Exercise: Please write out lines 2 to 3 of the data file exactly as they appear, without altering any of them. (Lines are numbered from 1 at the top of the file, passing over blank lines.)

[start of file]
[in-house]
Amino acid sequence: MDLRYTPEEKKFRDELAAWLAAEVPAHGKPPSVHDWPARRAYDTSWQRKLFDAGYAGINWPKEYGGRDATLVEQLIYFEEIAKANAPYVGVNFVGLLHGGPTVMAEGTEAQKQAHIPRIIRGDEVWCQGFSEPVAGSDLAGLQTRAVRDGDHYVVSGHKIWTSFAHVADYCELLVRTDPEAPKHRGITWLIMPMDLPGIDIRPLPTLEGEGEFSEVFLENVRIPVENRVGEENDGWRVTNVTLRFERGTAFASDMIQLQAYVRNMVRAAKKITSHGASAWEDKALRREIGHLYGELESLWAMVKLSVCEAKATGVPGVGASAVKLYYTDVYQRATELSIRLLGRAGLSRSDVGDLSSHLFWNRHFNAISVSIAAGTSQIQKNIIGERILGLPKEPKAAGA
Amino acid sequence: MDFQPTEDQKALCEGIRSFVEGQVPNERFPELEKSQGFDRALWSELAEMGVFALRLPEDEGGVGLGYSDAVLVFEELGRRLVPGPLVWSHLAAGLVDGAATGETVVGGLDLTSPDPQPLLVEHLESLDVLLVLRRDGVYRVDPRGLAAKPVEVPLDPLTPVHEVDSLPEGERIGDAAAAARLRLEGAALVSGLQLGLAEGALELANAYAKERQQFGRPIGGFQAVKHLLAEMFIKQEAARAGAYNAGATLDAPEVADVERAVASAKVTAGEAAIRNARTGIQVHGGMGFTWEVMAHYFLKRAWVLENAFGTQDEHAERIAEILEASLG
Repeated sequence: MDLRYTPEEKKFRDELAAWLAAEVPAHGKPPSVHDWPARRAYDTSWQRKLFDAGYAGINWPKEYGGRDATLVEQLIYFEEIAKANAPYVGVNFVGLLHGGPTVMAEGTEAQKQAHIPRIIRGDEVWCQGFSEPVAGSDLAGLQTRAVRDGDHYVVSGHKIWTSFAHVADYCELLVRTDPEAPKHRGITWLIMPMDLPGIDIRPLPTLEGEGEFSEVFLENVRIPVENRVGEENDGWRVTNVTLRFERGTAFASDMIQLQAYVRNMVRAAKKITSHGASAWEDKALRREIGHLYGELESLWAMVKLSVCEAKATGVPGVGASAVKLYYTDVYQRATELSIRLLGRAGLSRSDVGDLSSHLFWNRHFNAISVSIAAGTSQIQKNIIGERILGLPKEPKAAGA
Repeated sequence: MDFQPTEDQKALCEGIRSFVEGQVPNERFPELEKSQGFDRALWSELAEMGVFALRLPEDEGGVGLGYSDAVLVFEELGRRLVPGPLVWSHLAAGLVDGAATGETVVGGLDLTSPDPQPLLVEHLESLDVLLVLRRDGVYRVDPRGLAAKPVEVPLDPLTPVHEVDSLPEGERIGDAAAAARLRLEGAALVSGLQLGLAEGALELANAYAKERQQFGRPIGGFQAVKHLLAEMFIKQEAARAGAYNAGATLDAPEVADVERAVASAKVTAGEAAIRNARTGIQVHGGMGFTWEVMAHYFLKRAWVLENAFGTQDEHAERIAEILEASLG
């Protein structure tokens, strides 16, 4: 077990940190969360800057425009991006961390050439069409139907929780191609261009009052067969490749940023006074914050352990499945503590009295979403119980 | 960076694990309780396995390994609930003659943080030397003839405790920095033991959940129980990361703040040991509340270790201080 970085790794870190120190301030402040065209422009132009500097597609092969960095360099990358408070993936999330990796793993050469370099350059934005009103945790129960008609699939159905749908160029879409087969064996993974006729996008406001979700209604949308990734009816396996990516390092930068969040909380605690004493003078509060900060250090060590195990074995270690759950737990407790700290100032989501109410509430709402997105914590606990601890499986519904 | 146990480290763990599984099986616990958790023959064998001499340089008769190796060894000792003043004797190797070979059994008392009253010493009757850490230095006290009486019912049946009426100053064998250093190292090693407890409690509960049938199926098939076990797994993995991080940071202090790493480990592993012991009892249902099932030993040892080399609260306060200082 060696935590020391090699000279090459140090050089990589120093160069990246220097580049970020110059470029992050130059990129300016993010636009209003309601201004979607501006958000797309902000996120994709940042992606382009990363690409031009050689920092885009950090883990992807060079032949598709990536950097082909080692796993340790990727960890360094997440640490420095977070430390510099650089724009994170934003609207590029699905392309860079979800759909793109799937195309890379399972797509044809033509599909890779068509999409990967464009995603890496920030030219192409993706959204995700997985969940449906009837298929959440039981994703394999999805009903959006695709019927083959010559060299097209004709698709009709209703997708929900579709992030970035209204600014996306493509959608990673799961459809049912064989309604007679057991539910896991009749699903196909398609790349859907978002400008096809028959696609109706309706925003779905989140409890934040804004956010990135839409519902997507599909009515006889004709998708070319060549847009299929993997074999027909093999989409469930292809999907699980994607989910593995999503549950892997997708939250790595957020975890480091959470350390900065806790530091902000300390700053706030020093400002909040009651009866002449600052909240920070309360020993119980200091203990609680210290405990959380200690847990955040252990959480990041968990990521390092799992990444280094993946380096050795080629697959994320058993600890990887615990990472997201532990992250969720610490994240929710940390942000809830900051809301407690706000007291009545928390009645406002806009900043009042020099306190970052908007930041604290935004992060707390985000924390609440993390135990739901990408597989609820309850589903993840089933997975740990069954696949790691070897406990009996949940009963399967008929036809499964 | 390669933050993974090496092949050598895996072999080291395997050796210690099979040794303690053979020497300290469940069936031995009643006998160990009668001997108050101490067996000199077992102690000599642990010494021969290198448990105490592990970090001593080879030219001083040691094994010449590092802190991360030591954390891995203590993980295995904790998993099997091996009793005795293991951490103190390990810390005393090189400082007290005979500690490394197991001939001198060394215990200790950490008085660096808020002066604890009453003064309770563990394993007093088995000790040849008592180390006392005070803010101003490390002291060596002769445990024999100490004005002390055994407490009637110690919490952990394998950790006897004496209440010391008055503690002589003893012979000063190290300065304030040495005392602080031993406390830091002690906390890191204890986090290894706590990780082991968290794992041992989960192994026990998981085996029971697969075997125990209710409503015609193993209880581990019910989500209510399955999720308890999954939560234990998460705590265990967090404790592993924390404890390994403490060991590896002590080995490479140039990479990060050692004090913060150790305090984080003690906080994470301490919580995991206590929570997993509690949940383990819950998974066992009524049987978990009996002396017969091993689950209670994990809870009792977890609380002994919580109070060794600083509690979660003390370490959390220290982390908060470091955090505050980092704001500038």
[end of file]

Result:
Amino acid sequence: MDLRYTPEEKKFRDELAAWLAAEVPAHGKPPSVHDWPARRAYDTSWQRKLFDAGYAGINWPKEYGGRDATLVEQLIYFEEIAKANAPYVGVNFVGLLHGGPTVMAEGTEAQKQAHIPRIIRGDEVWCQGFSEPVAGSDLAGLQTRAVRDGDHYVVSGHKIWTSFAHVADYCELLVRTDPEAPKHRGITWLIMPMDLPGIDIRPLPTLEGEGEFSEVFLENVRIPVENRVGEENDGWRVTNVTLRFERGTAFASDMIQLQAYVRNMVRAAKKITSHGASAWEDKALRREIGHLYGELESLWAMVKLSVCEAKATGVPGVGASAVKLYYTDVYQRATELSIRLLGRAGLSRSDVGDLSSHLFWNRHFNAISVSIAAGTSQIQKNIIGERILGLPKEPKAAGA
Amino acid sequence: MDFQPTEDQKALCEGIRSFVEGQVPNERFPELEKSQGFDRALWSELAEMGVFALRLPEDEGGVGLGYSDAVLVFEELGRRLVPGPLVWSHLAAGLVDGAATGETVVGGLDLTSPDPQPLLVEHLESLDVLLVLRRDGVYRVDPRGLAAKPVEVPLDPLTPVHEVDSLPEGERIGDAAAAARLRLEGAALVSGLQLGLAEGALELANAYAKERQQFGRPIGGFQAVKHLLAEMFIKQEAARAGAYNAGATLDAPEVADVERAVASAKVTAGEAAIRNARTGIQVHGGMGFTWEVMAHYFLKRAWVLENAFGTQDEHAERIAEILEASLG